Ukraine’s prime minister said on Sunday that reconciliation between Moscow and Kyiv is not possible within the next century.
“Reconciliation, cooperation – No, not in the next hundred years. Russia must first change, be democratized, demilitarized and denuclearized,” Denys Shmyhal said in an interview with German weekly newspaper Focus.
Read more: UN demands Russia withdraw from Ukraine
When asked about how Russia should be disarmed, Shmyhal listed further sanctions, refusal to cooperate with Russia, confiscation of Russian assets, and further military aid to Ukraine as prospects.
Shmyhal also said that the freezing of the conflict between Moscow and Kyiv in order to stop further bloodshed is unacceptable on the part of Ukraine, because it “will only play into Russia’s hands and lead to another big war.”
Shmyhal further denied the possibility of Ukraine ceding any of its territories to Russia, saying: “Society will not allow this. Thousands of our best people died not for us to seek a compromise with a bloody terrorist and aggressor who blackmails the whole world.”
“The only compromise is the complete withdrawal of Russian troops from Ukraine within the borders of 1991. Russians must stop shooting, stop aggression and leave our territory. I believe that changing the borders would be an unacceptable compromise for Europe as well,” he added.
Read more: Russia’s Putin issues new nuclear warnings to West over Ukraine
‘We want to live in a developed, civilized country’
Touching on the process of Ukraine’s membership to the EU, Shmyhal said that this has been going on for a long time.
“We believe that this (EU membership) is an ambitious but realistic goal, and we can get a consensus of European states in the near future. When the war is over, we want to live in a European, developed and civilized country. And we know exactly what needs to be done for this,” Shmyhal said.
He also noted that his country is united in society and government, saying that Ukraine consequently can adopt and approve European legislation and regulations very quickly.
He further said that the influence of oligarchs in the country has decreased significantly since the start of the Russia-Ukraine war, adding that Kyiv has adopted an anti-oligarchy law and is working on improving anti-monopoly legislation.
“Some of the oligarchs left the country, some lost their influence in the media. Almost none of them have political influence anymore. Many were forced to close their businesses in the east of Ukraine – their businesses were occupied or destroyed … Small and medium-sized enterprises should become the basis for the future recovery of Ukraine and its economy,” he said.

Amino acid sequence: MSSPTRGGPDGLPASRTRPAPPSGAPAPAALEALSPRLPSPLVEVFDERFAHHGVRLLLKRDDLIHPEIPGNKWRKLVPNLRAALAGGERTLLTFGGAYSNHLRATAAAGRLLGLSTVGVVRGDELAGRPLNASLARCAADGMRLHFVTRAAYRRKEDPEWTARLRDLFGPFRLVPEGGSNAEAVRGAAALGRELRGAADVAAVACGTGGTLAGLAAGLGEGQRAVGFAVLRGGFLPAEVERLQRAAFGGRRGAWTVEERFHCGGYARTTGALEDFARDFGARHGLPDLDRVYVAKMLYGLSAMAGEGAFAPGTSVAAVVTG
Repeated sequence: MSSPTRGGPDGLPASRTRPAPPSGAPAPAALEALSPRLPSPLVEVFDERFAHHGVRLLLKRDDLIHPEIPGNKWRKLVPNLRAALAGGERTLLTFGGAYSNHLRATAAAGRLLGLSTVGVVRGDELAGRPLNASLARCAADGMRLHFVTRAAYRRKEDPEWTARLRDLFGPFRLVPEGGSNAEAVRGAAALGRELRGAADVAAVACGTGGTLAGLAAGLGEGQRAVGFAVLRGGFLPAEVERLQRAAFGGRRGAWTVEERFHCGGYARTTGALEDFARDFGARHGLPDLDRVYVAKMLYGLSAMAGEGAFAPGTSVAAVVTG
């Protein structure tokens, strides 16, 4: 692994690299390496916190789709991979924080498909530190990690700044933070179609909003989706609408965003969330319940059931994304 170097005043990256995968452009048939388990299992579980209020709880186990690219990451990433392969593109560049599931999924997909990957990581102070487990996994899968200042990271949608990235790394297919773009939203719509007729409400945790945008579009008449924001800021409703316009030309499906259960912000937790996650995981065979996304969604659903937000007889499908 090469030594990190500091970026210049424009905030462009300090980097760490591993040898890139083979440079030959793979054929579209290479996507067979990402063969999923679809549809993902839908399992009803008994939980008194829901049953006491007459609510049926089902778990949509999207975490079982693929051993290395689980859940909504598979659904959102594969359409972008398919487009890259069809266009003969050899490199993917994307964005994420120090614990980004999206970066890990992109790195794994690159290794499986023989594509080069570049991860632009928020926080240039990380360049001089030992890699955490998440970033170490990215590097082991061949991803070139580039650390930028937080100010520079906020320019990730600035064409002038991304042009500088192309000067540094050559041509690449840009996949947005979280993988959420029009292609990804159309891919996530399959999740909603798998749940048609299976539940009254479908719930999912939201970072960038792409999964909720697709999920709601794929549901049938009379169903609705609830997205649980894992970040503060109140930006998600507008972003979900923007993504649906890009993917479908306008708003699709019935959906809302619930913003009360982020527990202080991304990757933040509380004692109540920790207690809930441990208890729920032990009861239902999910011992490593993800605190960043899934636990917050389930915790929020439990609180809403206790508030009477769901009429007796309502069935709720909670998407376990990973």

Kyiv officially applied for EU membership on Feb. 28, 2022, four days after the start of the war with Russia that Moscow calls a “special military operation.”
Read more: Berlin film festival opens with spotlight on Iran and Ukraine
The European Commission issued its opinion on the application of Ukraine’s EU membership on June 17 last year, after which the European Council granted Kyiv candidate status.
Last December, Ukraine’s parliament adopted several bills recommended by the European Commission to further the country’s EU accession process.
‘There is no systemic corruption in Ukraine today
Commenting on recent changes within the Defense Ministry following allegations of corruption within the Ukrainian government, Shmyhal said the country is completing the development of anti-corruption infrastructure.
“Institutions are fully functioning and check all levels for corruption. Society has changed as a result of this war and no longer forgives signs of possible wrongdoing. We have zero tolerance for corruption,” he said.
Noting that their reaction to such cases is immediate, he said that the detention of people suspected of abusing their power in office indicates a change in Ukraine’s approach to these issues.
“There is no systemic corruption in Ukraine today. Isolated manifestations of corruption – I emphasize the word ‘isolated’ – are not tolerated, they are immediately dealt with,” he added.
Ukrainian President Volodymyr Zelenskyy declared on Jan. 23 that he would reshuffle officials at various levels in ministries, central and local administrative bodies, as well as law enforcement to build “a strong state,” as part of a crackdown on corruption.